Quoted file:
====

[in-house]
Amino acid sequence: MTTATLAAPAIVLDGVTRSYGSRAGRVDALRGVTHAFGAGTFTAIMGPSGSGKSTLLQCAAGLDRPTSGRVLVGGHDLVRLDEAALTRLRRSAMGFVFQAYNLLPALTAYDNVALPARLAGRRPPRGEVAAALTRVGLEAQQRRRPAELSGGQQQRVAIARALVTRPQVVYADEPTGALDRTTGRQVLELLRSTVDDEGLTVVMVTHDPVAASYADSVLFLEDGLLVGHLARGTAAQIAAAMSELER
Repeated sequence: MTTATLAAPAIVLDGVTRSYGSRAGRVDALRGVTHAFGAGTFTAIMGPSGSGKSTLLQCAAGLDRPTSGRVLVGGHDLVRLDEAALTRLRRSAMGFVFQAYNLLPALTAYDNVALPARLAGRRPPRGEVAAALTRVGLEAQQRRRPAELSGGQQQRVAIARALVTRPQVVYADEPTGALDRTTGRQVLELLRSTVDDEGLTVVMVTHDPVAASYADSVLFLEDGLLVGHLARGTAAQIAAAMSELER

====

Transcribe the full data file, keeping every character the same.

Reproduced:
[in-house]
Amino acid sequence: MTTATLAAPAIVLDGVTRSYGSRAGRVDALRGVTHAFGAGTFTAIMGPSGSGKSTLLQCAAGLDRPTSGRVLVGGHDLVRLDEAALTRLRRSAMGFVFQAYNLLPALTAYDNVALPARLAGRRPPRGEVAAALTRVGLEAQQRRRPAELSGGQQQRVAIARALVTRPQVVYADEPTGALDRTTGRQVLELLRSTVDDEGLTVVMVTHDPVAASYADSVLFLEDGLLVGHLARGTAAQIAAAMSELER
Repeated sequence: MTTATLAAPAIVLDGVTRSYGSRAGRVDALRGVTHAFGAGTFTAIMGPSGSGKSTLLQCAAGLDRPTSGRVLVGGHDLVRLDEAALTRLRRSAMGFVFQAYNLLPALTAYDNVALPARLAGRRPPRGEVAAALTRVGLEAQQRRRPAELSGGQQQRVAIARALVTRPQVVYADEPTGALDRTTGRQVLELLRSTVDDEGLTVVMVTHDPVAASYADSVLFLEDGLLVGHLARGTAAQIAAAMSELER